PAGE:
Step 12: Click OK
Step 13: Go to the Certification Authority MMC, and on the Certificate Templates container right-click and select New and then Certificate Template to Issue
Step 14: Select the certificate template you just created and click OK
The template should now be available on the CA
Manually Requesting the Initial Certificate
So, there are some options here. Of course manually requesting the certificate on each DC is not a scalable solution. However, since this request can be done via PowerShell this enrollment can be initiated by a Script that is initialized by whatever configuration management software you use for Domain Controllers.
Run the following command: Get-Certificate -Template <Certificate Template you created> -DnsName <list of DNS names, separated by a comma> -CertStoreLocation cert:\LocalMachine\My
AN example would be: Get-Certificate -Template “OfflineKerberosAuhentication” -DnsName FCDC01.fourthcoffee.com,FourthCoffee.com,FourthCoffee,LDAP.fourthcoffee.com -CertStoreLocation cert:\LocalMachine\My
You will now see the certificate in the Computer Certificate Store
Optional Testing Steps for Test Environment
If you are setting this up in a pre-production environment and want to verify the autoenrollment works, follow these steps.
Step 1: Just open up the Certificate Template MMC and then right-click on the template and select Reenroll All Certificate Holders and this will cause DCs that have received a certificate to renew the certificate.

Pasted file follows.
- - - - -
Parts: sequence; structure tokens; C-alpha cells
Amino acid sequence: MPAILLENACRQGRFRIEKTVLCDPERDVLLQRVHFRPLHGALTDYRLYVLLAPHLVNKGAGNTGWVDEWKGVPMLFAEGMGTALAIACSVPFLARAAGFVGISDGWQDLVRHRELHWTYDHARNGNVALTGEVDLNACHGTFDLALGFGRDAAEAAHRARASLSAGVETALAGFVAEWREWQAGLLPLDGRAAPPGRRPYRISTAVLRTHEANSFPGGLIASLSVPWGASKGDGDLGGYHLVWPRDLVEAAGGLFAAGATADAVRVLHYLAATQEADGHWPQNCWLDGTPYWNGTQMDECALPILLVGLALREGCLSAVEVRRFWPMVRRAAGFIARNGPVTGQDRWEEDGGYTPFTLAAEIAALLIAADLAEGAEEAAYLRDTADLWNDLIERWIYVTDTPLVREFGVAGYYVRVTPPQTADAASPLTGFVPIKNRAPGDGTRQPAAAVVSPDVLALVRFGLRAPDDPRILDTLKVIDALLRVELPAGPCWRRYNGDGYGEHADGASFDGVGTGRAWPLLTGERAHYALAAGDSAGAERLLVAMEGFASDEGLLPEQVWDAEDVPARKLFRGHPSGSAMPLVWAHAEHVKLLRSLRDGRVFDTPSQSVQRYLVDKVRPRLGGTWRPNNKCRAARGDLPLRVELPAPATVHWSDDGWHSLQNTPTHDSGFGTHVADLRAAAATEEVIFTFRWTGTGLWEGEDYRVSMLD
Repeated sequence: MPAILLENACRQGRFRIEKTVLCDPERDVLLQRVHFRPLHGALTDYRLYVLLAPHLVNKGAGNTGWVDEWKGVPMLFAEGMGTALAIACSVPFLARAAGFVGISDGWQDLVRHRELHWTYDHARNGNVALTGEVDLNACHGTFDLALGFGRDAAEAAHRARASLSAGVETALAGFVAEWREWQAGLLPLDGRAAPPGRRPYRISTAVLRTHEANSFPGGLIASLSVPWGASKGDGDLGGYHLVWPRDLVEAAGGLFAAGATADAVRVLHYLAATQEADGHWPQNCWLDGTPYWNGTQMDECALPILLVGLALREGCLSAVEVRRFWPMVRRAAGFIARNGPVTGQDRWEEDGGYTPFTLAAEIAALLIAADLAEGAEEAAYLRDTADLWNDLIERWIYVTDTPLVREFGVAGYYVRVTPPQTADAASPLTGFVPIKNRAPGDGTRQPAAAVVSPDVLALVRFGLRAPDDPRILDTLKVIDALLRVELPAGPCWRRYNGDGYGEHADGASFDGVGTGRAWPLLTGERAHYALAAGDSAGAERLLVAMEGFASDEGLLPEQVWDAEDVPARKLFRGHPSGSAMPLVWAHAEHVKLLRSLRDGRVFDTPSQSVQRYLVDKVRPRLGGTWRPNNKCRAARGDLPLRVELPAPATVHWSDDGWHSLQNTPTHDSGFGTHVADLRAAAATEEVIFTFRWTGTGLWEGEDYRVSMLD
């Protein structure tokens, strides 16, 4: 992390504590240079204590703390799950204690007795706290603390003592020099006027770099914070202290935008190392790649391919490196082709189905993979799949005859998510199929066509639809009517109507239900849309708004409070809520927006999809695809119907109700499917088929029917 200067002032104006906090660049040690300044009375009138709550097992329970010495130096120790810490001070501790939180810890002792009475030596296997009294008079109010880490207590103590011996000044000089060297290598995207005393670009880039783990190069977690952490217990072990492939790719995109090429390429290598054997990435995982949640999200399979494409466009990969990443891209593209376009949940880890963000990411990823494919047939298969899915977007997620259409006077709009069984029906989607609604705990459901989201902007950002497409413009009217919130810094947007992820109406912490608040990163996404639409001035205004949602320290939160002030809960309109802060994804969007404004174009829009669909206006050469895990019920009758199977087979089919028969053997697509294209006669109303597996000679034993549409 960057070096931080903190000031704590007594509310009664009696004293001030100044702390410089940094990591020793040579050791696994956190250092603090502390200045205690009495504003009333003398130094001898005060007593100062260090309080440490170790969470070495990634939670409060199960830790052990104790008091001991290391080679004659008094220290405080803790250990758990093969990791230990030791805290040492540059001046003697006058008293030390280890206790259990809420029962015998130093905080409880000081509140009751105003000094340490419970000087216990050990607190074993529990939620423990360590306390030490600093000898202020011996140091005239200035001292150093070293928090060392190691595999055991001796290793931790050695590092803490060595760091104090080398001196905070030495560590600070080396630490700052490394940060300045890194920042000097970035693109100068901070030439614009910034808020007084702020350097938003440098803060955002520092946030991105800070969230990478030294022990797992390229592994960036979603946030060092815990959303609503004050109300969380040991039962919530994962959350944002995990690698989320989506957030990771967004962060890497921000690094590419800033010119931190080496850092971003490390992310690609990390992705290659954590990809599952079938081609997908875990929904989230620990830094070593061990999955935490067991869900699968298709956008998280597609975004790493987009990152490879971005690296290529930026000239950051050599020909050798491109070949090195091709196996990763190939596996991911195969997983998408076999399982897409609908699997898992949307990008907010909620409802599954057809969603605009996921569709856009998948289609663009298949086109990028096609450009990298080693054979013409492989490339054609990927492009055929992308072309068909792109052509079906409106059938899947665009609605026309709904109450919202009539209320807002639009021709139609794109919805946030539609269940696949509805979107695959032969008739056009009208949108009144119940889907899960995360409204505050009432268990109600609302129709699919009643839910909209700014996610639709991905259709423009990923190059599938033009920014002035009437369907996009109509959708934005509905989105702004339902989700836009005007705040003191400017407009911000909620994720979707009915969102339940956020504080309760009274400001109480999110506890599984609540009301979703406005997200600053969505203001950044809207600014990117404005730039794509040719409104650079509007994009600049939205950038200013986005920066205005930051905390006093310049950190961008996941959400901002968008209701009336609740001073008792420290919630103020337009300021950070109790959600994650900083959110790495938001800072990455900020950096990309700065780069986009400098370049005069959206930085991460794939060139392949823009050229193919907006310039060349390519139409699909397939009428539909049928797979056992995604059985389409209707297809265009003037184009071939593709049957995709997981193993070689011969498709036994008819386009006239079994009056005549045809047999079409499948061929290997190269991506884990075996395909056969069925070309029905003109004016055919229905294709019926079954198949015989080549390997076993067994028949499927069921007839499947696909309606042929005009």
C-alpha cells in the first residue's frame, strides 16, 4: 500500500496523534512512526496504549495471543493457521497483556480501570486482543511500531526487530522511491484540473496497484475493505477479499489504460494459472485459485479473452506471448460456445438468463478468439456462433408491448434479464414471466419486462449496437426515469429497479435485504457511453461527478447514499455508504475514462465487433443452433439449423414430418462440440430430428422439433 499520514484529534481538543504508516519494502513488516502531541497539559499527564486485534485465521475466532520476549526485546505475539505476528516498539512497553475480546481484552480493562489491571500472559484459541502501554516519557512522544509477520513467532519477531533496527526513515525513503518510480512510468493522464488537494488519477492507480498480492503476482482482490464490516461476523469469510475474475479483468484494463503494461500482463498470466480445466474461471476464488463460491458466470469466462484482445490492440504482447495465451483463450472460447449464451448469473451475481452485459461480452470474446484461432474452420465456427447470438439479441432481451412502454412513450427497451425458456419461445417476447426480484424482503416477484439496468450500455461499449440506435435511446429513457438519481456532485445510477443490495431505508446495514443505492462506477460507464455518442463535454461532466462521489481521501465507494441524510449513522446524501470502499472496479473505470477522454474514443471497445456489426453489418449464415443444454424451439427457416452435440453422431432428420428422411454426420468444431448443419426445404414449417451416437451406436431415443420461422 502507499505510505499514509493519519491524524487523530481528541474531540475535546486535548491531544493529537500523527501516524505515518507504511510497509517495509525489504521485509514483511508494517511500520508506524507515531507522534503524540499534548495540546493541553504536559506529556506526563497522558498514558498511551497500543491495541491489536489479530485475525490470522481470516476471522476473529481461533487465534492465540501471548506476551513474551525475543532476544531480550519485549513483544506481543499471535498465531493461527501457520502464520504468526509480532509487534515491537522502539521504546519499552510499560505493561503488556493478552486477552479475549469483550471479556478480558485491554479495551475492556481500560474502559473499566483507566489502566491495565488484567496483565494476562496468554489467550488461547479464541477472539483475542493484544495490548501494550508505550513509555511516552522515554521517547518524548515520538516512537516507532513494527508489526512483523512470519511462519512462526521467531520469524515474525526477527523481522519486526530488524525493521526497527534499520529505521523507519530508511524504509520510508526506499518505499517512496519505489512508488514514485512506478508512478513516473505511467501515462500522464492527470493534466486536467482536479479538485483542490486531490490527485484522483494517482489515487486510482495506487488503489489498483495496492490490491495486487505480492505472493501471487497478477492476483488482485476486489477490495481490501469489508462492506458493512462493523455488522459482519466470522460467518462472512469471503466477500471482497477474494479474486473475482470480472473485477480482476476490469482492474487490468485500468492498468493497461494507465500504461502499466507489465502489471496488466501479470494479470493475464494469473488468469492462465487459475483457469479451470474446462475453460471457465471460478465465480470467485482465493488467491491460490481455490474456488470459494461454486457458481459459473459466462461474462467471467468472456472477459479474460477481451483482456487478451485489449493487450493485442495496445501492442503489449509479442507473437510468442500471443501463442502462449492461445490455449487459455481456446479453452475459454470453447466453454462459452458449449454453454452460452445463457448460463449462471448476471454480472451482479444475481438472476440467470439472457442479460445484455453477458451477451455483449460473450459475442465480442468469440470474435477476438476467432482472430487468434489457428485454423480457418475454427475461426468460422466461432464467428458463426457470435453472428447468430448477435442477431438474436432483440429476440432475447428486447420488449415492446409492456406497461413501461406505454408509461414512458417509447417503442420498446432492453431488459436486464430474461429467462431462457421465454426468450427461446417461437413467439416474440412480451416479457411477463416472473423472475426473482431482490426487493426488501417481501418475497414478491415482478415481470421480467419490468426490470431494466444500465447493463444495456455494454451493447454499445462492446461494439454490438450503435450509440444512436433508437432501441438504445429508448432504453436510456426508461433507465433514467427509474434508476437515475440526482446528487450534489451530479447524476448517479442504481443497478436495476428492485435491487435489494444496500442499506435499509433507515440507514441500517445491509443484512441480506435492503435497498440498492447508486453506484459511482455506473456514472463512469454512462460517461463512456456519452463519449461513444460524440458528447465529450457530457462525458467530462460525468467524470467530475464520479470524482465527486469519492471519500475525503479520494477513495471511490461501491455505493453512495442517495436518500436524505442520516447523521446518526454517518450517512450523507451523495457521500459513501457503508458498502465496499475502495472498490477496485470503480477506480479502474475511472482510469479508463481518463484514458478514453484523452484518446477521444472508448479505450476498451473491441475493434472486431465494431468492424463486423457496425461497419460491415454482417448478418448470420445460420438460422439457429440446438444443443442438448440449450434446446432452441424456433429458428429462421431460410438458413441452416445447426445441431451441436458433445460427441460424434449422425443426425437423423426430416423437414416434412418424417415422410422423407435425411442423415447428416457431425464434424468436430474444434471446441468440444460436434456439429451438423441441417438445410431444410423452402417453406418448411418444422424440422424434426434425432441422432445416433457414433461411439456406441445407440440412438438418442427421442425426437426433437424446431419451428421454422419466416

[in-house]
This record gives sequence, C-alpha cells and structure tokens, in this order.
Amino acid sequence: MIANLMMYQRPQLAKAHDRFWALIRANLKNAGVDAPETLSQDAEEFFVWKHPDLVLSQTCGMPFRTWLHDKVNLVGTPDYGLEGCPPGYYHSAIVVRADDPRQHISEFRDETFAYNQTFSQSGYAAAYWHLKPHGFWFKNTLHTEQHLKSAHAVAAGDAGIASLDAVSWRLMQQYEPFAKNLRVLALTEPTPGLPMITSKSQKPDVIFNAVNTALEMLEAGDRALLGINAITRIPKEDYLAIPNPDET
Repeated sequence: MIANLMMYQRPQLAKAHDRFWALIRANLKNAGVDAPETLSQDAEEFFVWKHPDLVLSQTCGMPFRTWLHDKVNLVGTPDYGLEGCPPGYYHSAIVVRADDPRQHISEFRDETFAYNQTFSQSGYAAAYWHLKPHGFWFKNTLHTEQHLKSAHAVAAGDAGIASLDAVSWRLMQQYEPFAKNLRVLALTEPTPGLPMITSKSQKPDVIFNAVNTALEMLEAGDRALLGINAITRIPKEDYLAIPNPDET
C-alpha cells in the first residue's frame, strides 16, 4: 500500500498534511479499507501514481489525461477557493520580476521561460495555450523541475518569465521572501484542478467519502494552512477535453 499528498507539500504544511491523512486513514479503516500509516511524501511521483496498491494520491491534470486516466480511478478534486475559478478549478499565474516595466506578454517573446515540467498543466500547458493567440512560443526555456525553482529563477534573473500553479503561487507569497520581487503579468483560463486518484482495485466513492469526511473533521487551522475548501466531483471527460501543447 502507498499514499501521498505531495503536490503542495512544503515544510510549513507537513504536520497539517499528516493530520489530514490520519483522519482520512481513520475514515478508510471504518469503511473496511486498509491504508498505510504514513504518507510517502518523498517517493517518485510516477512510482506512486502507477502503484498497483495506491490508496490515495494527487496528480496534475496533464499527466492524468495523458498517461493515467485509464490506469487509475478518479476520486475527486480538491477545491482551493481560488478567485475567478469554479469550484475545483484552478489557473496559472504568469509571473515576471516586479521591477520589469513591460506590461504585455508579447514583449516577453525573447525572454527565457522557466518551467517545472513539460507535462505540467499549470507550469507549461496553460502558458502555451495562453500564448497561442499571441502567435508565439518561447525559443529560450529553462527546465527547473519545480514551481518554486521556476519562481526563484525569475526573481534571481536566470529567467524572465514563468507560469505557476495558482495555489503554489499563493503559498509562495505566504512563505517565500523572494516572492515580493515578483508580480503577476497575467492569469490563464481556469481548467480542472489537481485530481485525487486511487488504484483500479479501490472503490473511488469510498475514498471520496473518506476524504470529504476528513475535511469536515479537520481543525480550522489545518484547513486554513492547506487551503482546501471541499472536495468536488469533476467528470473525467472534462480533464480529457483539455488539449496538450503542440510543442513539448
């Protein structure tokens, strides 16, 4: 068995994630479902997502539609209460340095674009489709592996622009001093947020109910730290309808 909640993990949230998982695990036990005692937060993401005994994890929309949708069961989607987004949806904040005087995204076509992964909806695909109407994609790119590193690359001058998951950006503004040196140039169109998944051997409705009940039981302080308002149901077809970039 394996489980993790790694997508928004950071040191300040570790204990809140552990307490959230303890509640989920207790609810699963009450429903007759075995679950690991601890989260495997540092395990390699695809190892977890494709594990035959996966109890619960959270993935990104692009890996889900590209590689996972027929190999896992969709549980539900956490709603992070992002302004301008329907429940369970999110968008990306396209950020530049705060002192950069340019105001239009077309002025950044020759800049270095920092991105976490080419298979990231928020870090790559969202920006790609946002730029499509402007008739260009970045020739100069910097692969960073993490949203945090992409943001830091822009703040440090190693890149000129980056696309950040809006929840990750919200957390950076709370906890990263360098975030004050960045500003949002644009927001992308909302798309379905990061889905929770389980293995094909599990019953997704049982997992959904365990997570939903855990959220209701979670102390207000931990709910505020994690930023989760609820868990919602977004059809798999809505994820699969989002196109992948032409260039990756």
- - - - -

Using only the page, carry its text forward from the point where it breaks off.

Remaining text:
Step 2: Run certutil -pulse
Step 3: Log on to one of the Domain Controllers and verify the certificate has been renewed
Manual Deployment of Certificates to the NTDS Store
One issue that can arise is when Domain Controllers have more then one certificate with the Application Policy of Server Authentication. In this case the first certificate that has Server Authentication will be used. This can lead to undesired certificate selection. If there are multiple Server Authentication certificates you can force the selection of the desired certificate by putting the certificate in the NTDS store. The steps below will cover how to deploy certificates to the NTDS store. The disadvantage to putting certificates in this store is that it is a very manual process.
Configuring the Certificate Template and the CA
Step 1: Open the Certificate Template MMC
Step 2: Right-click o the Kerberos Authentication certificate template
Step 3: Select Duplicate Template from the context menu
Step 4: Name the certificate template and the click Apply
Step 5: Remove Autoenroll permissions from Enterprise Read-only Domain Controllers
Step 6: Remove Autoenroll permissions from Domain Controllers
Step 7: Remove Autoenroll permissions from ENTERPRISE DOMAIN CONTROLLERS
Step 8: Navigate to the Request Handling tab and select Allow private key to be exported
Step 9: Open the Certification Authority MMC
Step 10: Navigate to Certificate Templates
Step 11: Right-click on Certificate Templates and from the context menu select New and then Certificate Template to Issue
Step 12: Select the certificate template that you created and click OK